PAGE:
Consultation starts on making flexible working the default position

In 2019, the government committed to supporting flexible working and, subject to consultation, introducing measures to help ‘make flexible working the default’ unless employers have good reasons not to.

On the 23rd of September 2021, in the wake of COVID-19, the Department for Business, Energy, and Industrial Strategy (BEIS) launched a consultation to ask opinions on whether to ‘make flexible working the default’.

The consultation reviews several reforms to the existing flexible working legislation, including making the right to ask for flexible working a “day one” right.

Employment Law

The current law on flexible working

Under the current law, employees with at least 16 weeks’ continuous employment can apply to work flexibly. Such employees can make one request in any 12-month period.

Eligible employees can request to change when they are required to work, their work hours, and their place of work.

  • The employer has three months to decide on their employee’s request. The employer can refuse a request for the following reasons:
  • The burden of extra costs
  • Profound effect on the ability to meet customer demand
  • Inability to recruit more support
  • Inability to recognise work amongst peers
  • Serious impact on quality
  • Serious impact on performance
  • Planned structural changes
  • Lack of work during the periods that you propose work

What are the proposed changes?

The consultation sets out five proposals to change the existing legislative framework:

1. Enabling employees to request flexible working from ‘day one’.

Currently, a 26-week qualifying period is in place: employees can only request flexible working if they have worked for their employer for a minimum of 26 weeks. The government believes making flexible working available from ‘day one’ will urge employers to consider flexible working options early in job design and give employees more opportunities to request it.

Notably, despite the title of consultation, the proposal is not seeking a default right to work flexibly but instead the right to request flexible working.

2. Ensuring the eight business reasons set out in the Employment Rights Act for refusing a request remain valid.

Employers must be able to point to one or more of the business grounds set out in the legislation when they turn down a request to work flexibly under the statutory scheme.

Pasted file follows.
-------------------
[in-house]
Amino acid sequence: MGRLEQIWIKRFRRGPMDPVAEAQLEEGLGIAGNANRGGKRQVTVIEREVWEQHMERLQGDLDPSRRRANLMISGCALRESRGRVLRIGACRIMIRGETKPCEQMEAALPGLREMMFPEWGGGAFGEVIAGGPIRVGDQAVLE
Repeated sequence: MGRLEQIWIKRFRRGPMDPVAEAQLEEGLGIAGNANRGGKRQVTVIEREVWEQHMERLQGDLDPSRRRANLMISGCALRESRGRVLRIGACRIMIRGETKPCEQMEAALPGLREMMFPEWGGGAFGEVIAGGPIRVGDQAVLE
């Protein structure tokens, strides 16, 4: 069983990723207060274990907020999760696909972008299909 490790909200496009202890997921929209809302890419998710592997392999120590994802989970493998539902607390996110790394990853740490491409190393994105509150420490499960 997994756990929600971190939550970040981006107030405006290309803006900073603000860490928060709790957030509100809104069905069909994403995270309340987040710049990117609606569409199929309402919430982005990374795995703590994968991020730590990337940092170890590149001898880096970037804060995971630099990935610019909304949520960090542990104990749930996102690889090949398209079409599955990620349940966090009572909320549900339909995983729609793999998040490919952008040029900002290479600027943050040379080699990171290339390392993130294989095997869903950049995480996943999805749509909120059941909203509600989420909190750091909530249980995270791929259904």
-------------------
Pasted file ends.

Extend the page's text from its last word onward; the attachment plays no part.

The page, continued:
The government acknowledges that not all businesses can offer flexible working and makes it clear that employers should be able to reject a request if the circumstances permit it.

3. Requiring employers to consider alternatives if they turn down a request

If an employer has relevant business reasons, they can turn down a flexible working request. The government wants to determine whether it’s viable to ask employers to set out alternatives when they reject a request. Whilst many employers are already doing this, clear and practical guidance on potential alternatives is necessary if flexible working does become a requirement.

4. Evaluating the administrative process

The consultation seeks views on changing the legal requirements around flexible working requests; should more than one request be permitted per year, and should an employer’s three-month period to respond to a flexible working application be reduced?

If responses to the consultation suggest one can make more than one flexible working request in a 12-month period, this will significantly impact the employers. The government would need to provide employers with clear guidance on dealing with a situation where an employee submits the same request again.

5. Temporary arrangements?

Under the current regulations, when an employer agrees to an employee’s flexible working request, it will permanently change their employment contract unless the parties agree otherwise. The government believes that the ability for employees to request a temporary arrangement is underused and wants to find out whether businesses know that they can agree on short-term flexible working arrangements.

In addition to these proposed changes, the “Flexible Working Taskforce” will decide how to proceed with the lessons learnt over the past 18 months alongside the transition to new ways of working.

The government describes its flexible working plans as “empowering”, giving workers “more say over when and where they work”. However, for some, the proposals are too limited: they don’t enable employees to work flexibly, and employers are not required to state in job ads their availability for flexible working.

In light of the Covid pandemic, we must remember that the move towards flexible working has already begun. Employers should thus be understanding of their employees’ wishes to work flexibly.

Employment Law is complex and constantly changing and the consequences of getting on the wrong side of it are potentially very damaging. It is, therefore, essential that the advice provided to both employers and employees is practical and takes account of not only the law but what an employer or employee aspires to achieve. Contact us on 020 8891 6141